On the 21 June History & Policy organised a special online round table discussion on Digital History and Government Recordkeeping. An expert panel considered a range of questions including: 

  1. What opportunities do digital history techniques - from tailored search interfaces to data visualisations - offer historians interested in government records?   
  2. To what extent are digital recordkeeping practices - such as the guidance from the National Archives and the Lord Chancellor’s Code of Practice – informing recordkeeping and shaping the archives of the future? 
  3. How far can automation and AI be relied upon to identify, file and preserve public records more effectively than human members of staff? 
  4. Will the shift towards the born-digital and ephemeral in the materials generated by the government change the ways in which official histories are researched and written? 
  5. How might public access to government records be transformed by digital humanities techniques?  
  6. What are the security, data protection and Freedom of Information implications of the shift to digital records in contemporary government, and how might this affect the work of historians?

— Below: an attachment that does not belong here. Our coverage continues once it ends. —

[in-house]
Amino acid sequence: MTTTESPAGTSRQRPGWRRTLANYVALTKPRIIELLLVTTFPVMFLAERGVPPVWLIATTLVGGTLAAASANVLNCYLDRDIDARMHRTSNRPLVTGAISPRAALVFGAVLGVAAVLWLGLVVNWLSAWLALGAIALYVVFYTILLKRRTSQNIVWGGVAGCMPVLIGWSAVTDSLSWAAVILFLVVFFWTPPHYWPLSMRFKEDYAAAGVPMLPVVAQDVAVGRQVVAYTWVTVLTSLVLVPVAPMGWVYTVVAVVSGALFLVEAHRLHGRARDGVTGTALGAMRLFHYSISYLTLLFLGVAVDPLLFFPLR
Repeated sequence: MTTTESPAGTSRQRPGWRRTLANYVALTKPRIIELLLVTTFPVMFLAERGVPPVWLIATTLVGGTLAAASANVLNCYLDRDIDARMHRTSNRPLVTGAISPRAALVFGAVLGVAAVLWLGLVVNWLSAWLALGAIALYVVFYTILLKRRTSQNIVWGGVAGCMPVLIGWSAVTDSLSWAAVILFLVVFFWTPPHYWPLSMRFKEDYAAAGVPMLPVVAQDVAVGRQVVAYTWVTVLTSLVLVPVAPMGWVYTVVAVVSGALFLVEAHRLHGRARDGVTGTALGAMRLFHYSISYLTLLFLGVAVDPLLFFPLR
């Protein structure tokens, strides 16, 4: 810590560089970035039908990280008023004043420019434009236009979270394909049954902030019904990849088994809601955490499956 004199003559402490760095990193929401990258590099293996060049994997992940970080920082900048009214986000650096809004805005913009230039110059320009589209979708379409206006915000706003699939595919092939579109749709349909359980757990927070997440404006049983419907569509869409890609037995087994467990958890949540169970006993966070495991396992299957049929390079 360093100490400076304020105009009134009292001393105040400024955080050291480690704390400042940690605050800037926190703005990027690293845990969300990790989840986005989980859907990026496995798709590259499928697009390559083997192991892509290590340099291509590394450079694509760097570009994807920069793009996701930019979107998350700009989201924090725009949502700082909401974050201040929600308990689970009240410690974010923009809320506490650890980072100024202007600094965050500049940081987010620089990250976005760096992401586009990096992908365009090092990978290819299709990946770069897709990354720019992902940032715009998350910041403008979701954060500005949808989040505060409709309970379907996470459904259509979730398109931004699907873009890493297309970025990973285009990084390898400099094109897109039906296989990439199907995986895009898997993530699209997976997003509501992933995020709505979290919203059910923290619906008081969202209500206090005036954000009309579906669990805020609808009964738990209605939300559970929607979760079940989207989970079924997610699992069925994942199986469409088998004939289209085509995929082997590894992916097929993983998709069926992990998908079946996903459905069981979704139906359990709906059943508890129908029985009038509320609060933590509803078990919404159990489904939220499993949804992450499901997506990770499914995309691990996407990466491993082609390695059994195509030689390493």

• Prof Ulrich Tiedau (Professor of European History and Associate Director of the UCL Centre for Digital Humanities)
  • Tom Storrar (Head of Web Archiving at the National Archives)
  • Jason Webber (Web Archive Engagement Manager at the British Library and the UK Web Archive)
  • Prof Jane Winters (Professor of Digital Humanities and Director of the Digital Humanities Research Hub at the School of Advanced Study)
  • Sir Alex Allen (Advisory board member at the Oxford Internet Institute, formerly served as the first UK Government e-Envoy) 

Chair: Philip Murphy (Director of History & Policy)